Check the object type:

It’s possible that you are trying to access a method or function object that is not subscriptable, but you intended to access a subscriptable object that is stored inside that method or function object. In this case, you will need to check the object type and access the appropriate object. For example, if you have a dictionary object stored inside a function object, you will need to access the dictionary object first before accessing its keys using the square bracket notation.

Cause

The “TypeError: builtin_function_or_method object is not subscriptable” occurs when you try to use square brackets ([]) to access an element of a built-in function or method object in Python. This error can occur when you mistakenly assume that a function or method returns a subscriptable object, such as a list or tuple, when in fact it returns a non-subscriptable object like a generator or a function object.

For example, the sum() function returns a built-in function object, which is not a subscriptable object. If you try to access an element of this object using square brackets, you will get the “TypeError: builtin_function_or_method object is not subscriptable” error.

Overview: Typeerror: builtin_function_or_method object is not subscriptable

ExceptionClassNotFoundException
Programming LanguagePython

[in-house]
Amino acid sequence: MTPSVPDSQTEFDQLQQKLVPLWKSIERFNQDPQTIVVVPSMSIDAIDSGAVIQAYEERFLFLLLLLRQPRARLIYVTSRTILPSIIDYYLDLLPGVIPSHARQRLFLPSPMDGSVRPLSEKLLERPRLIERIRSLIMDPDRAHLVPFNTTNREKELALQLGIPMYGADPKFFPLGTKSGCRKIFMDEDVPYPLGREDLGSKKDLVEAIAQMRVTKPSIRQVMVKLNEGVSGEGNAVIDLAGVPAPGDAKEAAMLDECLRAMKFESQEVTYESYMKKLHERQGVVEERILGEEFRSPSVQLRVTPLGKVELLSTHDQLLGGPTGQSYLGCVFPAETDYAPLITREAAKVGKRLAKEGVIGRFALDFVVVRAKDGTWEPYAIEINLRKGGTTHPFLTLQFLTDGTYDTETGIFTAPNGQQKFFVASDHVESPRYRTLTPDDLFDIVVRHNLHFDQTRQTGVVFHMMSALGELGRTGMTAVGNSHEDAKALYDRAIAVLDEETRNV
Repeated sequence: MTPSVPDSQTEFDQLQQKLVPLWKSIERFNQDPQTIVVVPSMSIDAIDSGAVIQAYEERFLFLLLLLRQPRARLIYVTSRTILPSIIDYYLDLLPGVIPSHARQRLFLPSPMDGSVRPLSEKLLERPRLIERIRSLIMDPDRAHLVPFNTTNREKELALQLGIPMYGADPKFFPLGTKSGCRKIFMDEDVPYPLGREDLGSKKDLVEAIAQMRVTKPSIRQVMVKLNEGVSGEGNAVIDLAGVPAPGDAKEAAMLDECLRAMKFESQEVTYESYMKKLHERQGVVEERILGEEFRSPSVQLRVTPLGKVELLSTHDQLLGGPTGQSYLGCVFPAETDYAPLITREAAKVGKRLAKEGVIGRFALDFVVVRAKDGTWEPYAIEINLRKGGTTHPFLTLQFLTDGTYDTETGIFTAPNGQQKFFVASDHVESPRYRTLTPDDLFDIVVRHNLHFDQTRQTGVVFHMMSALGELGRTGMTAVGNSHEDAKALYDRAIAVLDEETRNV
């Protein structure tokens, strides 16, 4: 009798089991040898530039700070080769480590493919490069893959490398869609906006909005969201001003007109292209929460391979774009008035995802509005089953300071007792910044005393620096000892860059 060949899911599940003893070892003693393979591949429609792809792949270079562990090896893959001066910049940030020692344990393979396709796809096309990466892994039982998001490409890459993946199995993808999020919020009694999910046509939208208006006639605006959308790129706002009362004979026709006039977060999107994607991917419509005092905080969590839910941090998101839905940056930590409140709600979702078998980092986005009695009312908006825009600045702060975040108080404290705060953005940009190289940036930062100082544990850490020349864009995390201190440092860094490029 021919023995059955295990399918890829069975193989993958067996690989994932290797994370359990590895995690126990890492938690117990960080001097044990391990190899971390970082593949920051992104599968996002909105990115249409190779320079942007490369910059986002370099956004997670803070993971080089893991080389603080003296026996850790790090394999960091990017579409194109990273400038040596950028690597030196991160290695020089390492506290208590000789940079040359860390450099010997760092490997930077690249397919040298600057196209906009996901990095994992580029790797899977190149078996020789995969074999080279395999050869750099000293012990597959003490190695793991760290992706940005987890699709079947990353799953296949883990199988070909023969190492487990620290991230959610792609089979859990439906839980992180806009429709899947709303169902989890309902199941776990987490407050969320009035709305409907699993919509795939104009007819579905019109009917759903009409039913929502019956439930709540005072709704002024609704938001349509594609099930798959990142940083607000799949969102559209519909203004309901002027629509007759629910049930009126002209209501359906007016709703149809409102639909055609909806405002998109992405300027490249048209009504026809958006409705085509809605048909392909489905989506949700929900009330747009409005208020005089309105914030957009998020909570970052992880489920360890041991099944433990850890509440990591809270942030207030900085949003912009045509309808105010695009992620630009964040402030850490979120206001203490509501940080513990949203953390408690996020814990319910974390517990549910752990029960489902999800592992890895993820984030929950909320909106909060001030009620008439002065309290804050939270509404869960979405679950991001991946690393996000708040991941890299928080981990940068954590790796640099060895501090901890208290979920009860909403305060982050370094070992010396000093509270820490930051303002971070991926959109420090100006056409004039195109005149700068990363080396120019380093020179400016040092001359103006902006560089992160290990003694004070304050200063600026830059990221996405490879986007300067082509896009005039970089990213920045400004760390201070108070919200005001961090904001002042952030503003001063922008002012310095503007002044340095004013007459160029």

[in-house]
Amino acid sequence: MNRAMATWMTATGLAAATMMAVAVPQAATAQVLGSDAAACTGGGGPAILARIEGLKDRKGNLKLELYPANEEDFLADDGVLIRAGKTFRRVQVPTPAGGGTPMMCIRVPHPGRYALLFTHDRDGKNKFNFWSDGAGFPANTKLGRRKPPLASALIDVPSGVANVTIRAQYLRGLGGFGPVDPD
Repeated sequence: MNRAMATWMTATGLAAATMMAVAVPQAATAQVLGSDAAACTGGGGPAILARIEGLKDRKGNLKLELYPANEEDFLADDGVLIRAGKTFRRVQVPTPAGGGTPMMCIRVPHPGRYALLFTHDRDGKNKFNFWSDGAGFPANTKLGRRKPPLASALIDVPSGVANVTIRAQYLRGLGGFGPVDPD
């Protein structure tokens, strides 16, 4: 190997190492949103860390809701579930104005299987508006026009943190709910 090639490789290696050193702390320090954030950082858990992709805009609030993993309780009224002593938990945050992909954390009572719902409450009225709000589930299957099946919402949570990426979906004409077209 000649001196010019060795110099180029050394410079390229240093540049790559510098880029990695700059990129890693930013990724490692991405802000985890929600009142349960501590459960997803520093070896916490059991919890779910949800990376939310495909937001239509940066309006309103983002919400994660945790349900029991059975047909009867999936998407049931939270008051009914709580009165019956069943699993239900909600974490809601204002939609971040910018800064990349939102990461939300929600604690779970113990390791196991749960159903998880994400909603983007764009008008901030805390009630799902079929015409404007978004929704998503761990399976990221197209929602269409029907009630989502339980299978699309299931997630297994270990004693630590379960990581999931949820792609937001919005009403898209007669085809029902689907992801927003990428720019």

SolutionResolved
Error/Exception TypeRuntime error
Typeerror: builtin_function_or_method object is not subscriptable solution

Example: Typeerror: builtin_function_or_method object is not subscriptable

Here’s an example of the “TypeError: builtin_function_or_method object is not subscriptable” error in Python.

my_list = [1, 2, 3, 4, 5]
sum_func = sum(my_list)  # sum() function returns a built-in function object
first_element = sum_func[0]  # trying to access the first element of the sum() function object

In this example, we have a list my_list with five integer values, and we want to calculate the sum of the values and access the first element of the sum. We use the built-in sum() function to calculate the sum of the values and store the result in the sum_func variable. However, the sum() function returns a built-in function object, which is not a subscriptable object.

When we try to access the first element of the sum_func object using square brackets ([]), we get the “TypeError: builtin_function_or_method object is not subscriptable” error. This error occurs because we are trying to access an element of a non-subscriptable object, which is not allowed in Python. To fix this error, we need to use a different approach to access the sum of the values or convert the sum_func object to a subscriptable object before trying to access its elements.

Conclusion

The “TypeError: builtin_function_or_method object is not subscriptable” error occurs when you try to use square brackets to access an element of a built-in function or method object, which is not a subscriptable object. To avoid this error, you should always make sure that you are working with a subscriptable object before using square brackets to access its elements. You can do this by checking the type of the object or by using appropriate methods to extract the data you need. By understanding the cause of this error and taking appropriate steps to avoid it, you can write Python code that is more robust and less prone to runtime errors.